Roma refugees seek class-action certification (Nicholas Keung, Toronto Star)
A class action would be more efficient in dealing with a slew of lawsuits by Czech Roma refugees against Ottawa for institutional bias, the federal court was told Monday. Otherwise, the court would probably be inundated with hundreds of individual cases on similar allegations, said lawyer Rocco Galati, who represents 16 Roma asylum seekers and has 15 similar complaints against the federal government in the queue. On Monday, the Roma refugees asked Justice James Russell to certify their lawsuit as a class action against the federal government, Immigration Minister Jason Kenney and former Foreign Affairs Minister Lawrence Cannon.

Feds keep deportation pressure on (Sue Montgomery, The Gazette)
The Canadian government reiterated its determination Monday to deport suspected Rwandan war criminal Léon Mugesera after an immigration and refugee board member ruled he was a flight risk and should stay locked up until all his legal battles are done. Last week, Mugesera was on the verge of being deported from Canada – after almost 20 years in the country – when he ended up in hospital for three days due to stress and anxiety. As soon as he was released Saturday, Canada Border Services Agency arrested and detained him.

Canadian refugee claim reforms endanger American cars, says (Steve Mertl, Yahoo! News)
The irreverent gossip site has discovered a connection between an alleged serial arsonist and Canada’s tough new refugee policy. “Canadian politics used to be a cute, inconsequential thing that occurred somewhat north and to the left of New York, where people with slightly funny accents debated how to most efficiently prove they were not American while travelling,” Gawker’s Taylor Berman says in a piece this week. But the Conservative government’s plans to reform the refugee-determination process this year to cut a 42,000-case backlog has Berman worried. Look no further than the case of Harry Burkhart, now in custody in Los Angeles for allegedly torching perhaps dozens of cars. “Well, it turns out Burkart had recently lost his three-year bid for refugee status in Canada, so he decided to come to LA and light a bunch of cars on fire instead,’ says Berman.


Routes TO Employment (Toronto Workforce Innovation Group)
This site, created by the Toronto Workforce Innovation Group, has Toronto-specific labour market information to help internationally educated professionals find a way into Toronto’s labour market. The site has information about Toronto’s leading industrial or employment sectors, the programs that help people move into those sectors and the training and education programs that connect to those sectors. The site is linked to many other resources.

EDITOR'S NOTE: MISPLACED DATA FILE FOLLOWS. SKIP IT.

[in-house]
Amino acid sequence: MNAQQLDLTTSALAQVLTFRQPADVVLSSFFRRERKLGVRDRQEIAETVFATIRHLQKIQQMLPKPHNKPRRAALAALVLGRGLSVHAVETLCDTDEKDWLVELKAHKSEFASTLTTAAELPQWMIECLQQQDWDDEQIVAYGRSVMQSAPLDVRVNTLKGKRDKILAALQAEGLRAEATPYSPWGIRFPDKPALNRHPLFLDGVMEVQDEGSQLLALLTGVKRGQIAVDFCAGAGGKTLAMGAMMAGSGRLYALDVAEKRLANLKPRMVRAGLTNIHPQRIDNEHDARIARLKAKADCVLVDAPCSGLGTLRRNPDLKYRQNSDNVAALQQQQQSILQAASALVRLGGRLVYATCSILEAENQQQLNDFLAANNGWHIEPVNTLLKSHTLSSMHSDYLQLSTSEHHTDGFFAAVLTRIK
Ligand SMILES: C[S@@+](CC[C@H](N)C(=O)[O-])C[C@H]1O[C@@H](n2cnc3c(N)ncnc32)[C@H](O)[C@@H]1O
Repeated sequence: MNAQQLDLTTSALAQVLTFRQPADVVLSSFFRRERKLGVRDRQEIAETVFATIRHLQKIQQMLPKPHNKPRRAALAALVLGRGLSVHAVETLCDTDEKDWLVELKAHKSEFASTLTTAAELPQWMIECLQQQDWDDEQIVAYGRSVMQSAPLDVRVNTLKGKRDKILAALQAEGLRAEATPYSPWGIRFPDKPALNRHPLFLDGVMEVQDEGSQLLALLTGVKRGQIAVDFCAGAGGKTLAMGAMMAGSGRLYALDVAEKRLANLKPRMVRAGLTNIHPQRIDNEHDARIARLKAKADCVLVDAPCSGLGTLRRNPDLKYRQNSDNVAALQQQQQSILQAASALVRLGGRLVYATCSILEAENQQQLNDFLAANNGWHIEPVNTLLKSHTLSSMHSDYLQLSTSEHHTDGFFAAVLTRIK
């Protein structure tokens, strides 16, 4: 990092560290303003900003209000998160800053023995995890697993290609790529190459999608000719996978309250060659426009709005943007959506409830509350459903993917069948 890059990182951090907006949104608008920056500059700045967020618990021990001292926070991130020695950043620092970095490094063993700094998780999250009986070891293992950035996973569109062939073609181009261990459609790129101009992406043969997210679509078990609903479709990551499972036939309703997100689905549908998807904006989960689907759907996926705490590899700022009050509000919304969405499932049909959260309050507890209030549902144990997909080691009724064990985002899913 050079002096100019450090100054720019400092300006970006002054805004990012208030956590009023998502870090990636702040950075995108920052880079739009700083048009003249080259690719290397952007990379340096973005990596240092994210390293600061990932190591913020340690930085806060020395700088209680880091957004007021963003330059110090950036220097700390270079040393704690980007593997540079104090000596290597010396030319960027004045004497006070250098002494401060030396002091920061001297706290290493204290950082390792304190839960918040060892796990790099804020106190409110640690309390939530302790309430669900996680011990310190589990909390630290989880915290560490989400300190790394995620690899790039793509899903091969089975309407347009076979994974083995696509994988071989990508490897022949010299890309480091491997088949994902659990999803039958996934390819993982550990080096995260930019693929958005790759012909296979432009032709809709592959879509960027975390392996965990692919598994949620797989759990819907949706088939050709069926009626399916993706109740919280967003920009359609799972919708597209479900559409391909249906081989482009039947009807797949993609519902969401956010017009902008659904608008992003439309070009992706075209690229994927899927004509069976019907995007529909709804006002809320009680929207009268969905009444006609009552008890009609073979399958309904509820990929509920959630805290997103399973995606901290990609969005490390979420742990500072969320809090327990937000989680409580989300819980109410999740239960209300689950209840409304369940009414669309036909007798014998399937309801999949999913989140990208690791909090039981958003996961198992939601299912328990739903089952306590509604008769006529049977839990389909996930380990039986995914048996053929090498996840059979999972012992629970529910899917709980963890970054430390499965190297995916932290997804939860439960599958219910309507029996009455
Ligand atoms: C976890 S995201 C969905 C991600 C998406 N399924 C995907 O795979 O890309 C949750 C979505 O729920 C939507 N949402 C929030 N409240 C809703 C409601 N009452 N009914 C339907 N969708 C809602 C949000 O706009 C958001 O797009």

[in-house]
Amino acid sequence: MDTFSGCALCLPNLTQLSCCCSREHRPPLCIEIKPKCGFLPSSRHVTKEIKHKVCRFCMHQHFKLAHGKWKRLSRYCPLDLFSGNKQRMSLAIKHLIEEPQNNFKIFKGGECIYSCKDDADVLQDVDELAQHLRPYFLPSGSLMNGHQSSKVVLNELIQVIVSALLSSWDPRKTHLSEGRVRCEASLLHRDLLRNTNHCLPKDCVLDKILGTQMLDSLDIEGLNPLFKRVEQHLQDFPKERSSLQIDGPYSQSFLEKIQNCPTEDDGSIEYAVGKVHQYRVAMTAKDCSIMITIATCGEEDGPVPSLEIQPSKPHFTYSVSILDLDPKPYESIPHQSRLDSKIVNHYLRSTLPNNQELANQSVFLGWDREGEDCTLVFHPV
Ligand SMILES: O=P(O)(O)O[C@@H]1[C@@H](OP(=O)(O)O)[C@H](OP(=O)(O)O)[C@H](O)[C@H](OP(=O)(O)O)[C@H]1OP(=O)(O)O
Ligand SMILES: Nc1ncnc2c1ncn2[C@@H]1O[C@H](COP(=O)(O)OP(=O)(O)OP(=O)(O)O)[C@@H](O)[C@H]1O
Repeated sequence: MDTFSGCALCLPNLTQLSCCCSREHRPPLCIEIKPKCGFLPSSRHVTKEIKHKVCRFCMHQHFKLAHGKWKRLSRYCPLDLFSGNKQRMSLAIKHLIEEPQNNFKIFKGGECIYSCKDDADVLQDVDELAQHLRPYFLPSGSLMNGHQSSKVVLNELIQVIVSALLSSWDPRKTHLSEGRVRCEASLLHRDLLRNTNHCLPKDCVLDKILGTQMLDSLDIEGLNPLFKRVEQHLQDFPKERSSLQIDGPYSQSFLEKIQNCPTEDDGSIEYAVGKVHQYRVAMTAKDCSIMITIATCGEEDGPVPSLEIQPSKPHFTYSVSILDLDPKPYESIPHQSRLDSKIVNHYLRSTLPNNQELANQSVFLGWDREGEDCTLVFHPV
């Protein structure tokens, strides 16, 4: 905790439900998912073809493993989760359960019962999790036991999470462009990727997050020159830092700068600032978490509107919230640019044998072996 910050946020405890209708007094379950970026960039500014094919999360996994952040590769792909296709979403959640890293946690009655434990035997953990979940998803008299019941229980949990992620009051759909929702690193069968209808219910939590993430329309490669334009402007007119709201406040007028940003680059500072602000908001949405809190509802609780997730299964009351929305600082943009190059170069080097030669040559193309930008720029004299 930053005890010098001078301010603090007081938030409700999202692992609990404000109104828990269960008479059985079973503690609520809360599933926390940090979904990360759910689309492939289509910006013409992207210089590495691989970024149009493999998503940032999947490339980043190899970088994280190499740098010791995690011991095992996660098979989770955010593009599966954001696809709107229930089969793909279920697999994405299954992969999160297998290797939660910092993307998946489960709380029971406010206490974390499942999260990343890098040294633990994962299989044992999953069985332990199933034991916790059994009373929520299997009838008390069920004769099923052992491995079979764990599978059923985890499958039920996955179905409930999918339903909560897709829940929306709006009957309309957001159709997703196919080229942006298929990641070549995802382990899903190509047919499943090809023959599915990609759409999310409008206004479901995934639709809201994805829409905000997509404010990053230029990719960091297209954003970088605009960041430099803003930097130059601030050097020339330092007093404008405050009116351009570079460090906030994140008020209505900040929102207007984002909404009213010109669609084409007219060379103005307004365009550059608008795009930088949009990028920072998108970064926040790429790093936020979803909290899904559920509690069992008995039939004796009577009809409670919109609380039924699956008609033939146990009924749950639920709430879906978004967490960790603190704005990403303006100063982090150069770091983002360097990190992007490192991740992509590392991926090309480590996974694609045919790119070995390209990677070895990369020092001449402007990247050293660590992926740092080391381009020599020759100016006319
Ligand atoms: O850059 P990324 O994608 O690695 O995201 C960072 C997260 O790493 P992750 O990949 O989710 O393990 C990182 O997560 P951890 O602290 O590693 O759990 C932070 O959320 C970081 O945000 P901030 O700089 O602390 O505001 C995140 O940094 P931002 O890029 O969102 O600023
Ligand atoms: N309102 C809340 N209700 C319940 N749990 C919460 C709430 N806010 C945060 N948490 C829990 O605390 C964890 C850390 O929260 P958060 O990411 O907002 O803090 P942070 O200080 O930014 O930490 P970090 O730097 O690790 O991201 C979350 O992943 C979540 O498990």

Tuesday’s headlines (Spacing Toronto)
A round up of mainstream media coverage including City Hall, Budget Cuts, Transit and Other News.

Ford loses the gamble (Royson James, Toronto Star)
Tuesday was supposed to be a day of total triumph for Mayor Rob Ford. Instead, it was the day that signaled he may have lost control of the citys agenda. City Council approved a 2012 budget that will spend fewer property tax dollars this year than last an unheard-of accomplishment that the mayor sought. But, in ignoring the concerns of moderate city councillors, most of them rookies, Ford gambled and lost.–james-ford-loses-the-gamble

Full coverage –

IMFG Lecture Series – Shared Spaces: Funding and Managing Libraries and Parks in Tough Times (IMFG)
This series of three lectures will explore the importance of shared public spaces such as libraries and parks to the health of our city. In an era of fiscal restraint, shared spaces are often vulnerable to funding cuts. To date, however, there has not been extensive public conversation on the long-term solutions to the funding problems. Are there new models of public, private, and hybrid funding to meet these challenges? What are the conditions for success and what are the pitfalls? Where are innovative models being implemented and are they viable in the GTA?


Alleged pimp charged with human trafficking (End Modern-Day Slavery)
A man who police say forced a teenage girl and a young woman into prostitution has been charged with human trafficking in Toronto. Mark Anthony Burton, also known as Ricky Downey, appeared in court on Monday via video from Toronto East Detention Centre. Burton, 43, was charged with two counts of procuring a person to become a prostitute, living on the avails of prostitution and procuring illicit sex. He was also charged with human trafficking.

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Communications in social services/social change, immigration, diversity & inclusion in Toronto. Wannabe librarian, interested in nonprofit tech innovation.

Communications in social services/social change, immigration, diversity & inclusion in Toronto. Wannabe librarian, interested in nonprofit tech innovation.